Wednesday, April 12, 2017

I hope Mandi would like this post.

Though we never met we have many things in common: RV’ng, cooking, family, animals,  work, friends, life itself. She even had her very own Mike. He’s a badass, just like mine.  

We both find our own lumps and are diagnosed with breast cancer just before our birthdays – hers at 31, mine at 46. By the time I discover her blog at Darn Good Lemonade in late 2014, I’m well into chemo and all its horrors. She is well into dealing with her metastic disease process.

It is now my year three post treatment, near where Mandi was upon learning that she was Stage IV, despite the extremely aggressive treatments she had received. Chemo, surgery, radiation. Just like me.

It’s her blog that convinces me to write. Unlike me, Mandi can tell a riveting story with nary a curse word, and make you laugh and sob and rage right along with her. I respect this quality and never could emulate it. But maybe I can tell my story in my own way -- and perhaps help someone through it along the way. It's been a liberating, empowering, incredibly healing thing that probably would never have occurred had I not discovered DGL. 

While breast cancer a terrible diagnosis for any woman, I can’t comprehend having it made at the tender age of 31. Mandi's grace and strength resonate in every post. How to feel self-pity after seeing her photos? They tell their own story, before and after BC:  Mandi in the wild, on another rv trip with Mike and the furbabies. Mandi with friends and family. Mandi cooking. Mandi in her wedding dress, and my favorite: Mandi in a hospital gown, face defiantly beaming at the camera. Fierce and determined. 

Mandi Hudson died this week. It’s hitting much harder than anticipated, though we knew it was coming. Maybe it’s because her blog inspired me so much, or all the things we had in common. Mostly, it feels like I lost a friend. 

Thursday, March 9, 2017

There will be Blood...and money

No one that has suffered a serious disease, accident or bad medical dilemma will ever look at money and medicine the same way.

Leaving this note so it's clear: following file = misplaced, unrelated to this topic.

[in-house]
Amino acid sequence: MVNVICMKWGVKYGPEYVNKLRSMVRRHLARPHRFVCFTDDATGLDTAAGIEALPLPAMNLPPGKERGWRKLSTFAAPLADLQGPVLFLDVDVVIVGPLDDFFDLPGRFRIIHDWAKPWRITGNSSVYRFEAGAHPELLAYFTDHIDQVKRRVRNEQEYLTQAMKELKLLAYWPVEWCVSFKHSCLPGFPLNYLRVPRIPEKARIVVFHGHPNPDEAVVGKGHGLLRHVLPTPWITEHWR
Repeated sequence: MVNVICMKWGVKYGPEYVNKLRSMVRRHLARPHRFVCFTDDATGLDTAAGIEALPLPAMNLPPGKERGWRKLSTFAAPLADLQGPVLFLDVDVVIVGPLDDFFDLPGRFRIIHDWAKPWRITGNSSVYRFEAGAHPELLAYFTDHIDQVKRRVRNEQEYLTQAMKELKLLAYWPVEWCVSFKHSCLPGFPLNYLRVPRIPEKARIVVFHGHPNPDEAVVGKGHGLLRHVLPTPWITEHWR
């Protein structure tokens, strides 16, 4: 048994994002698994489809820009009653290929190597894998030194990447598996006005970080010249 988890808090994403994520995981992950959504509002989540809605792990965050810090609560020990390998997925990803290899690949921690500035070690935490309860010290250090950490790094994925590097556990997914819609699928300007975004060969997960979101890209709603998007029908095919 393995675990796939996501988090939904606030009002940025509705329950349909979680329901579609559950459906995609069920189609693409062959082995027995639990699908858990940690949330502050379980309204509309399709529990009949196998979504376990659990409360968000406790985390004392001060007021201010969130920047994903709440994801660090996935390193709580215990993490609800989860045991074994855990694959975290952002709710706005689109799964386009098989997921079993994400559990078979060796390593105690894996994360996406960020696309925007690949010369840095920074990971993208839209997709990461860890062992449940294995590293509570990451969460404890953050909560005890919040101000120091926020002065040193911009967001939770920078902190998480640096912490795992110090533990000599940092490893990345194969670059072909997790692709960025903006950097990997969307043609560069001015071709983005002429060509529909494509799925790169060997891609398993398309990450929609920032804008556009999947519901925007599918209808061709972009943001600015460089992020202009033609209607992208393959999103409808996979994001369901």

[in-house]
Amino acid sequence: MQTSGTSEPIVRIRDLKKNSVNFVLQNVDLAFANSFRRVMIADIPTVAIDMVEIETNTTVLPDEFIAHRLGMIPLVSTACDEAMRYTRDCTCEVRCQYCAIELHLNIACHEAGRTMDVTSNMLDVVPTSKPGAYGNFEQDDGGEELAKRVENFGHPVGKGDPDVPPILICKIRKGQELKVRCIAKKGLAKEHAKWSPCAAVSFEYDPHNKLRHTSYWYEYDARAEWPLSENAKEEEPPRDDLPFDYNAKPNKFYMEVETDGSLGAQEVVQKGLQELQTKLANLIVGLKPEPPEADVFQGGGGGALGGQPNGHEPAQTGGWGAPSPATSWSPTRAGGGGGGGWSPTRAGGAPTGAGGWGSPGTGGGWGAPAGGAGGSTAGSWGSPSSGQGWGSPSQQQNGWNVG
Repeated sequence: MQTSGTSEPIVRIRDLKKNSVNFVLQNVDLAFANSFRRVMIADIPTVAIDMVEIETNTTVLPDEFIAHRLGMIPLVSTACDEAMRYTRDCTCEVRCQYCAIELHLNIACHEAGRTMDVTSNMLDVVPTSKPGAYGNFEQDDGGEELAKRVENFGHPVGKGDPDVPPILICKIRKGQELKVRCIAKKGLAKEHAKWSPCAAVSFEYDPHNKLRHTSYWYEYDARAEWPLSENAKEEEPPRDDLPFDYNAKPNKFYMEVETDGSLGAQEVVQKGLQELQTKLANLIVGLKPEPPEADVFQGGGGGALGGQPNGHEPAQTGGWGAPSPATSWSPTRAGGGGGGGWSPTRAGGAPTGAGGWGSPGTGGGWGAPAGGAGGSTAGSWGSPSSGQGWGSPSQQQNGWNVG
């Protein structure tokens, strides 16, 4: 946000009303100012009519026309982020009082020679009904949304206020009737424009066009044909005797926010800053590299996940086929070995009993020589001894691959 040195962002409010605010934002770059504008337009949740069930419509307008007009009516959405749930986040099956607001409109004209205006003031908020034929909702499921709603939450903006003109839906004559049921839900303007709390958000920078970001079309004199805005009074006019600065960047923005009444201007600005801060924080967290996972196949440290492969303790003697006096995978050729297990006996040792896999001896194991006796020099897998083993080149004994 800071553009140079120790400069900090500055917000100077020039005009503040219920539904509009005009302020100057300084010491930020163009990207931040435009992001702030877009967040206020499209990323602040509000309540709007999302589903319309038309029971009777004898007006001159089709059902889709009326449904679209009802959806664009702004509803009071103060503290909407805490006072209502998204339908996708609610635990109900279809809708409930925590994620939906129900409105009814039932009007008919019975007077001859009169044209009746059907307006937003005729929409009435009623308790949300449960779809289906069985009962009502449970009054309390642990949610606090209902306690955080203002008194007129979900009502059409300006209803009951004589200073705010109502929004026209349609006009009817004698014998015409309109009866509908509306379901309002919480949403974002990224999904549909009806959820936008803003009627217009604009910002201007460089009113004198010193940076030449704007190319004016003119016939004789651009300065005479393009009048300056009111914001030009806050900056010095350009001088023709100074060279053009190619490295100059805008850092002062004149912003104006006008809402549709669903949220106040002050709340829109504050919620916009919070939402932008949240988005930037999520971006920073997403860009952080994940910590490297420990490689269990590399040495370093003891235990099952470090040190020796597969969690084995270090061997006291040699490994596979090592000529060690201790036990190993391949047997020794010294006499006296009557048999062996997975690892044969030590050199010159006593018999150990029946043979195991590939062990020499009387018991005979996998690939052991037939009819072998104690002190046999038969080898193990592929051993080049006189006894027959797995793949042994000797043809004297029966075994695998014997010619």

Before BC, there came the Recalcitrant Uterine Crisis of 2009. Actually, it begins years earlier, but becomes unbearable around 09.  

My first doc (let’s call her Doctor Slingshit) drugs me with birth control pills in some clinical trial that gives her kickbacks. It does zippo for me, unless you consider the worst cerebral migraine ever progress. It feels like an elephant is standing on the base of my skull and scares the shit out of me, it’s so debilitating.

For the record, my uterus has mocked every single effort to reign it in. Organic diet, a 40 pound weight loss, fasting, acupuncture, meditation, exercise, castor oil packs, prayer, Chinese herbs. But the birth control pills really piss it off. It ramps up, blasting its maniacal explosions of flesh and blood, with no discernible pattern, except One. Whole. Helluva. Lot. It’s very painful and messy, and incredibly embarrassing. No amount of feminine products can contain these Tsunami-like deluges. Hysterical laughter overcomes me when placing the biggest size made pads on – they resemble quilted Kleenex boxes. The very largest ones I can find last for about 1 hour before soaking through and requiring replacement.

Doctor Slingshit becomes visibly annoyed when I refuse more pills and complain of the brain-crushing headache. Well, she sniffs, for a headache like that you need an MRI. Well, I sniff right back, if you bothered to read my history, and as we have discussed dozens of times, my history of migraines goes back decades. Oh, and Doc, my research says that BC pills can exacerbate migraines. Oh! And Doc?  I’m not carrying around an extra 3500 bucks for unnecessary imaging.

Doctor Slingshit is done with me. She becomes combative, dismissive and arrogant. Pissy at losing those kickbacks, I guess.

I find a new doctor, let’s call him Dr. GQ. He’s extremely handsome with a gentle, laid-back manner.  More importantly, he is a highly-skilled surgeon and very sought-after. He properly diagnoses me for the first time. In addition to the legion of massive fibroids, there’s also a fun thing called Adenomyosis. It’s very nasty and widespread. Options are discussed, the lesser evil of partial hysterectomy selected. Recovery goes well and it’s a welcome change to years of suffering.

Fast forward to today. Still digging out from the financial shit-storm endured from fun in Cancerland. 

Seems my shitty insurance was particularly shitty, and I was not exactly on top of things back then. The comely Dr. GQ. is owed $311.00, from way back in 2014, right after my diagnosis. Hmmmm, good times. Lost my health, job and savings. Perhaps his bill got past me, lost in the others that I stopped looking at when they reached $850,000.00.

Dr. GQ resides with his likewise GQ Radiologist wife in a 7-bathroom mansion. I know. My husband has been there, unbeknownst to Dr. GQ, to fix things some of the many pesky, expensive and totally useless things that rich people break.

I’m tempted to call Dr. GQ. It’s just so damned curious that $311 is so vital. That he finds it necessary to send a by fucking God cancer patient to collections, instead of just...writing it off. Perhaps for my mental health, as a courtesy to a long-time patient.

You know the answer already, don’t you?